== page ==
After a weekend of WTF-ing at Trump's COVID-19 testing website vow, Google-Verily's site finally comes to life... And it's not what was promised
Just the San Francisco Bay Area goes to 3-week near-lockdown
The coronavirus website built by Google-stablemate Verily and vaunted by President Trump on Friday, is up and running – and is proving to be not nearly as useful as the Command-in-Chief suggested.
Just before the weekend, Trump claimed Google had put 1,700 engineers on a website to help people in America find nearby locations to get tested for coronavirus. This came as news to people at Google we contacted: the web giant knew little or nothing about whatever Trump was banging on about. But this revelation was apparently Fake and Corrupt News.
This is simply not true. The minute the words were out of his mouth we were onto Google PRs about this, because that's what journalists do.— Iain Thomson (@iainthomson) March 15, 2020
They didn't have a clue what he was talking about. https://t.co/C9L0IqtRwy
On Sunday, Verily, a healthcare-focused subsidiary of Google's parent company Alphabet, said its COVID-19 testing-advice website would be operational on Monday, but only for the San Francisco Bay Area – which includes Silicon Valley where Google is headquartered.
"Californians will be able to take an online COVID-19 screener survey through Project Baseline beginning Monday, March 16," the company said.
"People who meet eligibility and requirements for testing will be directed to mobile testing sites based on capacity, where they will complete a nasal swab test. Once tested, individuals will be informed of their COVID-19 test results within a few days."
By "Californians," Verily means residents in just two Bay Area counties, San Mateo and Santa Clara down in the Valley.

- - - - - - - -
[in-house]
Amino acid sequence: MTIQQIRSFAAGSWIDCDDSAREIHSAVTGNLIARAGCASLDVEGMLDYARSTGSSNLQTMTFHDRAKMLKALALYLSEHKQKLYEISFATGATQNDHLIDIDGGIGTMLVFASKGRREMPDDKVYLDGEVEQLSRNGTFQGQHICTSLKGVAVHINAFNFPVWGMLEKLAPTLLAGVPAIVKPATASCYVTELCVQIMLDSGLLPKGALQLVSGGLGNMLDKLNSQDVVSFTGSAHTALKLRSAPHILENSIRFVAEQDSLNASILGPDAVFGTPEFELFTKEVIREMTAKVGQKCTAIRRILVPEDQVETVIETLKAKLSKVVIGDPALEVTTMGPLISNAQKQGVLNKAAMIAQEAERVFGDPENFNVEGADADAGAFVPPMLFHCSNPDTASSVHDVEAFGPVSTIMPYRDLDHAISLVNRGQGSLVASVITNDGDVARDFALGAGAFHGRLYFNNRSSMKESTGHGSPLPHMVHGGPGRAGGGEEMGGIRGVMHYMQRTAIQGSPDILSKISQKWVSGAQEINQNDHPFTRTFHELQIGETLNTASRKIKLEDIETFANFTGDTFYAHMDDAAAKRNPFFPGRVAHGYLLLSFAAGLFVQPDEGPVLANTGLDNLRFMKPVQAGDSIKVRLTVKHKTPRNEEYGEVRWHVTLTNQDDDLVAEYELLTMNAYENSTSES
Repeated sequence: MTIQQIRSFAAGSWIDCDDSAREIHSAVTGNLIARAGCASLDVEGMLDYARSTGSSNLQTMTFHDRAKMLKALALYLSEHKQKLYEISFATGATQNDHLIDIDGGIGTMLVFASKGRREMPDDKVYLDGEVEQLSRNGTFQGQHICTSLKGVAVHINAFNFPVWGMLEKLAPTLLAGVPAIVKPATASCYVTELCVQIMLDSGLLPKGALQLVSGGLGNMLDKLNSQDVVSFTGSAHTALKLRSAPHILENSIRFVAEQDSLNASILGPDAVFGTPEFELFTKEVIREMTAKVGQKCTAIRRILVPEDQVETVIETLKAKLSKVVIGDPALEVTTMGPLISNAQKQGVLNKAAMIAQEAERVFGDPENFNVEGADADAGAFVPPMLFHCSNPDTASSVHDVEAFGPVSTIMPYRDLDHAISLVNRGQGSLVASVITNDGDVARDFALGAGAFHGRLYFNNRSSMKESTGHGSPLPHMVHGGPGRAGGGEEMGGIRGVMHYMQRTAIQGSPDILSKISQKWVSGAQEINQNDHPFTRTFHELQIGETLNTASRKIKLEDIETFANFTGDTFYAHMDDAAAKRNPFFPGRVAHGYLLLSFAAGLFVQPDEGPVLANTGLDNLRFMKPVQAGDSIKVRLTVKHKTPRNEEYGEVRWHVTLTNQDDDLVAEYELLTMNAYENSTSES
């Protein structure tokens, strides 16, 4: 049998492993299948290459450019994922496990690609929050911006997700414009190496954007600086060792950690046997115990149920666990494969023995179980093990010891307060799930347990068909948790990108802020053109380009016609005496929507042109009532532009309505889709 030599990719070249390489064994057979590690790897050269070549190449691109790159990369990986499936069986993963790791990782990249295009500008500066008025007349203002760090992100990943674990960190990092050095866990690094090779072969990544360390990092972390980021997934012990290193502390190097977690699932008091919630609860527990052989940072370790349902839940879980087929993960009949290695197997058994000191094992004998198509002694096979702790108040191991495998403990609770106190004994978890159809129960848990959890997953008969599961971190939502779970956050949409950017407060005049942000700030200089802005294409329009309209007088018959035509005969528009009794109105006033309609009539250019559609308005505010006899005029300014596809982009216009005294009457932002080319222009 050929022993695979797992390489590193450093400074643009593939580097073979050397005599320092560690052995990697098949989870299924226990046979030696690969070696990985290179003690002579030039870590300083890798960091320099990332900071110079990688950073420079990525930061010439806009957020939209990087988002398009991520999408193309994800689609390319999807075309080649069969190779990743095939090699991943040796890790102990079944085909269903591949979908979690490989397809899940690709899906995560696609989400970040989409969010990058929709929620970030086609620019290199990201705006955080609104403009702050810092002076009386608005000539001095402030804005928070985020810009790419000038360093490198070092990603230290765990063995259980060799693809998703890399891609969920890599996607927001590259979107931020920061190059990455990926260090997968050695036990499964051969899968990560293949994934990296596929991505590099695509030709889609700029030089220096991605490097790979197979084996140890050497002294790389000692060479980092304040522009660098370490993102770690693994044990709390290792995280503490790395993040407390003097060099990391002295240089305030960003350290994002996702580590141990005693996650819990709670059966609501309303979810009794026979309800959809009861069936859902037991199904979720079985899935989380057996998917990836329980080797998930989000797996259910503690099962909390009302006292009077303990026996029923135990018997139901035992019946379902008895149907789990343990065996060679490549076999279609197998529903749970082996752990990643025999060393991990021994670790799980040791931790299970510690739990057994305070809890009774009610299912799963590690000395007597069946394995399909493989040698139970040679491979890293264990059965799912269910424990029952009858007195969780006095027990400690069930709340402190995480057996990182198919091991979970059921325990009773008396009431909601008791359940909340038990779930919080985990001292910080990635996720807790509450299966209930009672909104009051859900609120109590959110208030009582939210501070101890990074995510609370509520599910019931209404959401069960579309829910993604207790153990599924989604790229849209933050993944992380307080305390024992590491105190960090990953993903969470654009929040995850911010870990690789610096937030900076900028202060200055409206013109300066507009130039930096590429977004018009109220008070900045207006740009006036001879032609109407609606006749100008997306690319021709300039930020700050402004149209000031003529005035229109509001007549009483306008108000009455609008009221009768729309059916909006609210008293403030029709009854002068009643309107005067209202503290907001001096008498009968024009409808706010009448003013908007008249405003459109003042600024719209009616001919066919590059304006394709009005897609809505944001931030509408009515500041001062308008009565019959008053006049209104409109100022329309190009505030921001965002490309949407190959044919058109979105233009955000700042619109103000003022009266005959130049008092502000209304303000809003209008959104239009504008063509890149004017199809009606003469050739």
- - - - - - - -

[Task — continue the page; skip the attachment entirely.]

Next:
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On Friday, Google's Twitter-based spokes-account, speaking for Verily, said the hope is to make the service available "more broadly over time."
Inconsistencies with Presidential pronouncements aside – Verily has about 1,000 employees, and the 1,700 figure is said to refer to the number of responses Google CEO Sundar Pichai received following his email to employees last week seeking volunteers to help with the project – the Verily website doesn't actually do much of anything at the moment.
The promised COVID-19 tests depend on the capacity of testing sites and that capacity had been exceeded Monday morning.
Visitors under 18 were told they weren't eligible. Visitors who said they had symptoms were told to seek medical attention. And until Monday afternoon, Pacific Time, visitors who didn't have symptoms but wanted to be tested anyway were presented with a screen saying, "Unfortunately, we are unable to schedule any more appointments at this time."
The White House presented a flow chart showing how the website would work:
Here's how it was working on Monday morning, judging by our experience:
Google and Verily did not respond to requests for information about the site's function, but things appeared to have improved by Monday afternoon local time.
Meanwhile, residents of six San Francisco Bay Area counties – San Francisco, Santa Clara, San Mateo, Marin, Contra Costa and Alameda – were told to shelter in place on Monday for the next three weeks. Three other Bay Area counties – Sonoma, Solano, and Napa – are not covered by the order.
San Francisco Mayor London Breed, alongside other San Francisco government officials, held a press conference to announce a Public Health Order calling for residents to remain at home "with exceptions only for essential outings."
City services like garbage, police, fire fighting, and medical services will continue, and grocery stores, pharmacies, banks, and gas stations will remain open. But "non-essential stores," such as bars and gyms, have been directed to close at midnight Monday.
Essential activities include maintaining health and safety; getting supplies; participating in outdoor activity such as exercise or dog walking, provided individuals remain separated by at least six feet; performing essential business or government work; caring for a family member or other dependent or vulnerable person outside the home.
The order is enforceable as a misdemeanor, but San Francisco Police say they will do so only as a last resort. The city is looking for voluntary compliance at this point; other affected counties have their own version of the order. ®